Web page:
With the steep, twisting section of road that connects the East Coast and Fingal Valley closed for two months for repairs, the region's communities are driving for the issues of access and safety to be addressed, not detoured, as COREY MARTIN reports.
ST HELENS is arguably Tasmania's most remote town without St Marys Pass - more than two hours from Launceston and four hours to Hobart.
Since the 2006 East Coast bushfires, the historic seven- kilometre route has been closed to traffic 10 times, either for repair or due to common landslips.
In the past 12 months, torrential rain has hammered the region five times, taking its toll on the ailing road.
For the past four weeks and for the forthcoming month, the St Marys Pass is closed to all traffic, while government contractor Hazell Bros completes remedial works.
The closure has highlighted the social and economic value of the section of road to not only the East Coast but the Fingal Valley as well.
Break O'Day Mayor Robert Legge, like most community leaders, believes the St Marys Pass is invaluable to the municipality as it has been the main and quickest access route to and from the coast for decades.
St Helens and Districts Chamber of Commerce co- chairman Glenn McGuiness said employees and employers had suffered because of the unreliable pass over the years.
"A lot of people live in St Marys and work in St Helens and vice- versa, and the consistent closure of the pass just adds to people's costs," Mr McGuiness said.
"Our larger traders such as the supermarkets and hardware stores that require large trucks for the delivery of their products have suffered because of the increase of costs in freight.
"I believe we are suffering a downturn in tourist numbers without any shadow of doubt, but there is no reason for general tourists and holidaymakers to avoid the region."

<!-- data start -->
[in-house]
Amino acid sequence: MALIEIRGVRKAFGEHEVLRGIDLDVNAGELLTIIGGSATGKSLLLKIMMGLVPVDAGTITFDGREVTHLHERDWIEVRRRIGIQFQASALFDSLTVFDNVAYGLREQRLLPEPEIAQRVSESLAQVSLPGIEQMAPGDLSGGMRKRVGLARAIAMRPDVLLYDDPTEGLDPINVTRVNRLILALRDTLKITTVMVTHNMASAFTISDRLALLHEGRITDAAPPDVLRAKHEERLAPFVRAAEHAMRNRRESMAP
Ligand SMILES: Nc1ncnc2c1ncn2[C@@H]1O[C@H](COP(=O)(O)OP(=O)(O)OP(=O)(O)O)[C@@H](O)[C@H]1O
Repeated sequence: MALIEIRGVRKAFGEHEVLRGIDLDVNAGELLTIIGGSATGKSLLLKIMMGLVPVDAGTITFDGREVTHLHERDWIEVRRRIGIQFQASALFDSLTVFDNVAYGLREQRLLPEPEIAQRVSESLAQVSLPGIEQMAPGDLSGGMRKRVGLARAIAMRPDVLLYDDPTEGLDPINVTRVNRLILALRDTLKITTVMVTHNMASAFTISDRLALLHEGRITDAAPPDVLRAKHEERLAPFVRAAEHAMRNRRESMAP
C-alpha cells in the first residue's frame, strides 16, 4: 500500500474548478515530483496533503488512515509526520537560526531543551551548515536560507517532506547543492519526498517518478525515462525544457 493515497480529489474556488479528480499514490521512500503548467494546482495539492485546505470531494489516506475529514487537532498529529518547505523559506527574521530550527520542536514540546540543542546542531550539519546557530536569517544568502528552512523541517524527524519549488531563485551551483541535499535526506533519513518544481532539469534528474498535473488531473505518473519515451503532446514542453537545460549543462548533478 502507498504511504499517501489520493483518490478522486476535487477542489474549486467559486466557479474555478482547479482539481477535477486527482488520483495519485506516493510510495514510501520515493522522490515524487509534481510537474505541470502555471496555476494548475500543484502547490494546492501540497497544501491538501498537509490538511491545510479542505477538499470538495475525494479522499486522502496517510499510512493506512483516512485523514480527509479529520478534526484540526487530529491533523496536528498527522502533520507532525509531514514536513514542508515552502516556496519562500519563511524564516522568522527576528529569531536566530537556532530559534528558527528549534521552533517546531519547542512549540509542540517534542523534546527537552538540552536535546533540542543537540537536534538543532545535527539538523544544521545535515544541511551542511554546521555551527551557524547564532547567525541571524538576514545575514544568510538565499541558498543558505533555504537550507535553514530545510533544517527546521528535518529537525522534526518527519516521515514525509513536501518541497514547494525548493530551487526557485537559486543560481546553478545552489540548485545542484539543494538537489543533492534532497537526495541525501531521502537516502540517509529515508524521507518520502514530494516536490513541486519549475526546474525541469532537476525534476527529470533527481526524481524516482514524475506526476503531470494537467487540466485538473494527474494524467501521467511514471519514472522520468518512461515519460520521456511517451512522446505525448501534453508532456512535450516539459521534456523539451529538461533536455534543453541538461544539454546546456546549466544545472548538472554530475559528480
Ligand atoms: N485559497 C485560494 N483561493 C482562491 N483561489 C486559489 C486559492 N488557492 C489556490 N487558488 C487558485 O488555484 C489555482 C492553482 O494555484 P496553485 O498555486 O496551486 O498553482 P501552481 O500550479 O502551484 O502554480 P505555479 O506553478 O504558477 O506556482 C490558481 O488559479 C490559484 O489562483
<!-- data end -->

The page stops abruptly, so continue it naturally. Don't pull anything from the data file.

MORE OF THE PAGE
St Helens Hilly's IGA Supermarket owner Chris Hill backed Mr McGuiness, saying his transport costs had increased significantly.
"The biggest issue for us is the transport costs because all of the semis are coming up through Lake Leake, which is adding costs to transport," Mr Hill said.
"We have not passed any of that cost on and we probably won't. However, the extra cost is high."
Scamander resident and Fingal Neighbourhood House volunteer Jan West said the pass had reduced her ability to be a reliable volunteer.
"The St Marys Pass is the link to the East Coast; St Marys is the gateway to the East Coast of Tasmania," Ms West said.
"Without the St Marys Pass, St Marys would become a ghost town and St Helens would miss out on its trade.
"It (the closure) has increased my expenses, it has increased the house's (Fingal Valley Neighbourhood House) expenses, it has made it harder for me to volunteer because of the expense of having so far to go - the extra time, the extra cost of petrol to go there and back to Fingal from Scamander.
"To get up to St Marys for two hours' work, which is a 40-minute drive via the back road, and then you have got the wear and tear on the car ... I have not got the money, as a volunteer with no regular income coming in, to think I can replace that car."
Infrastructure Minister David O'Byrne said last week that repair works were expected to be completed before the end of June.